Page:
“No one should be out there trying to take advantage of Tiffany’s death,” he said. “It’s sad and tragic. I don’t see any good purpose in using this tragic event for some political gains.”

Vehicle collisions with pedestrians account for very few deaths of individuals facing homelessness. Data from the Jefferson County Coroner/ Medical Examiner’s Office shows that in the last decade, only 13 of 231 deaths of individuals identified as homeless were caused by such collisions. 104 were caused by drug overdoses. 

Earle said that people experiencing homelessness have only a limited ability to fight back against political acts taken in their name. 

“People like these lawmakers have never faced homelessness and have never had these kinds of situations presented to them,” he said. “And that makes it easy for them to look down their nose at homeless people, and that’s just wrong.”

“Political pawns”

A homeless encampment under a road.
A homeless encampment under a state-maintained road in Birmingham. (Lee Hedgepeth)

Cat Cruz said there’s a simple way to prevent those experiencing homelessness from being struck and killed by vehicles: house them. 

Cruz, an anti-homelessness advocate in Birmingham, spends most days working directly with individuals sleeping on the city’s streets. She said the new law further criminalizes homelessness and will lead to worse outcomes for vulnerable people.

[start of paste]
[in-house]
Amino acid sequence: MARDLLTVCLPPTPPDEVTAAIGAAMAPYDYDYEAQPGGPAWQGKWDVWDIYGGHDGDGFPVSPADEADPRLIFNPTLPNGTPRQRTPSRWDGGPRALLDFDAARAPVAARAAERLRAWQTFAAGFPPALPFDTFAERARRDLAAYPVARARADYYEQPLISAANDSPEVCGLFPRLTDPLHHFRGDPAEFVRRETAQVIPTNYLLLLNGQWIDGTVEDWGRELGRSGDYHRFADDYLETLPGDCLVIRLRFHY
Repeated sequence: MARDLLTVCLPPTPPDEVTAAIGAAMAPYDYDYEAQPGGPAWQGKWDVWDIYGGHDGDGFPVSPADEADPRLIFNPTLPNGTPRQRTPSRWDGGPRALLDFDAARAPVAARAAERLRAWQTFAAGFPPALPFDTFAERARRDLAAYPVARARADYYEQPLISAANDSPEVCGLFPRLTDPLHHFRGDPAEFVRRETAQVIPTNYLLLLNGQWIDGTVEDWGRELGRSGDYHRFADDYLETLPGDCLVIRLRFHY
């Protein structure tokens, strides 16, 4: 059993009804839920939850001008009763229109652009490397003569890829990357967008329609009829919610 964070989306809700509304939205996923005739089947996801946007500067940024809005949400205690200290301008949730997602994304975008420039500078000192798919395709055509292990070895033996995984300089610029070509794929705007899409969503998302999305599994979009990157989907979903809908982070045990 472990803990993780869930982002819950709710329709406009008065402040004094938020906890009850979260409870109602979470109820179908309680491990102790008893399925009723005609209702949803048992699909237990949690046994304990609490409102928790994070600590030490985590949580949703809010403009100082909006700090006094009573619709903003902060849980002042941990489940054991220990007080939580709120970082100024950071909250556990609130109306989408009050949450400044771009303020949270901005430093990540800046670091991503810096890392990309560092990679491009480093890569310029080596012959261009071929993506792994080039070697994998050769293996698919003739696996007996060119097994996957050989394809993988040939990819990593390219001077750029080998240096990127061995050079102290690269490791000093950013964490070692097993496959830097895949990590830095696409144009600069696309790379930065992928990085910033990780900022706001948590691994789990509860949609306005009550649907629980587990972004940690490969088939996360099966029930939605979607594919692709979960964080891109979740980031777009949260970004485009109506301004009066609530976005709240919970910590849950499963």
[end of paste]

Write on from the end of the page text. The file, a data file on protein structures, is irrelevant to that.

“People who are on the street and the providers who serve them work damn hard to very slowly and painstakingly remove barriers that are keeping them on the street,” she said. “If they’re arrested, these barriers just get replaced and strengthened.” 

This type of problem isn’t just a theoretical possibility, she explained, it’s something that she sees happen again and again. 

“If they have a housing referral, for example, and nobody can get in touch with them, they’ll lose an opportunity they may have been waiting months for,” Cruz explained.

In the end, Cruz said that the arguments put forward by lawmakers supporting the new law are couched in misunderstandings and intentional mischaracterizations. 

“These folks are being used as political pawns,” Cruz said of Alabamians experiencing homelessness. “This is victim blaming. They’re saying ‘Let’s make a law targeting the victims because they’re the ones getting hit.’” 

Cruz said there are already laws on the books that could be used to punish those responsible in these situations, particularly drivers who may be speeding or otherwise violating traffic laws, without criminalizing those in already vulnerable situations. 

She said Alabama’s new law is also problematic because of its ban on “loitering or wandering” not only on a road maintained by the state, but also on its right-of-way. Often, individuals sleeping on the streets use overpasses as shelter when they have nowhere else to go, Cruz said. Those overpasses are often in state right-of-ways, according to maps provided by the Alabama Department of Transportation.